Relief is on the way for travelers of an iconic and busy mid-Missouri bridge.  The westbound lanes of the Missouri River Bridge in Jefferson City will reopen in mid-November after lengthy construction delays.

missouri river bridge project - Photo courtesy of MODoT

missouri river bridge project – Photo courtesy of MODoT

What started off as a painting and maintenance project at the start of May became more involved when extensive rust was discovered on the structure.  Even with crew working around the clock, the initial mid-August scheduled reopening was scrapped, as was an October 15th deadline.

The Missouri Department of Transportation was further pressured when, during the past couple of months, frequent bridge travelers became concerned when crews hadn’t been seen working around the clock to repair it.

MoDOT’s Patty Lemongelli says workers were actually on the job 24-hours day, but weren’t visible because they were dispatched to the structures underbelly.  And she says they’ve recently stopped working all night.  “With the cooler fall temperatures, and with the humidity levels around the river, it just doesn’t lend itself to painting the structure.  We’re also in the area of working on the bridge over the railroad.  Those hours are restricted as well, where night work cannot be done because we have to have a flagman out there on the railroad.”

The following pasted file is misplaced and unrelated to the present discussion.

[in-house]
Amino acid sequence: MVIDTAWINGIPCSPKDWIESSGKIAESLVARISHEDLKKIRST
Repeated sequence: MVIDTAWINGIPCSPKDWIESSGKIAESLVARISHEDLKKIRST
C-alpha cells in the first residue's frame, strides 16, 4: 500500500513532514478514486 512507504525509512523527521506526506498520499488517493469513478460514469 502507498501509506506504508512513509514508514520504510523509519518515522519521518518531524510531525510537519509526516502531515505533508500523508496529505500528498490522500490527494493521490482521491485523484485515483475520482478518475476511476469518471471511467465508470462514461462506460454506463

MoDOT personnel now say they’re confident the work will be complete, and the structure open, by November 14th.  Lemongelli says the company working on the span, Saffo Contractors of Wilmington, North Carolina, will be penalized if the deadline’s not met.  “It’s now in the contract.  And if they exceed that, then they go into liquidated damages.”

MoDOT Central District Engineer David Silvester says he’s pleased with the company’s work.  “Saffo is providing a quality product at a very reasonable price.  This investment will allow us to get another 20-30 years of service out of the bridge. Without routine maintenance, we’d eventually have to replace the bridge at an estimated cost of $100 million. That’s money we certainly don’t have.”

The westbound bridge was built in 1955 and carries about 28,000 vehicles a day.  The eastbound side was built in 1990.  Lemongelli says it’s not in need of immediate repair.  She stressed crews will not be setting up on that structure after the westbound side is complete, which has been common misconception in the public.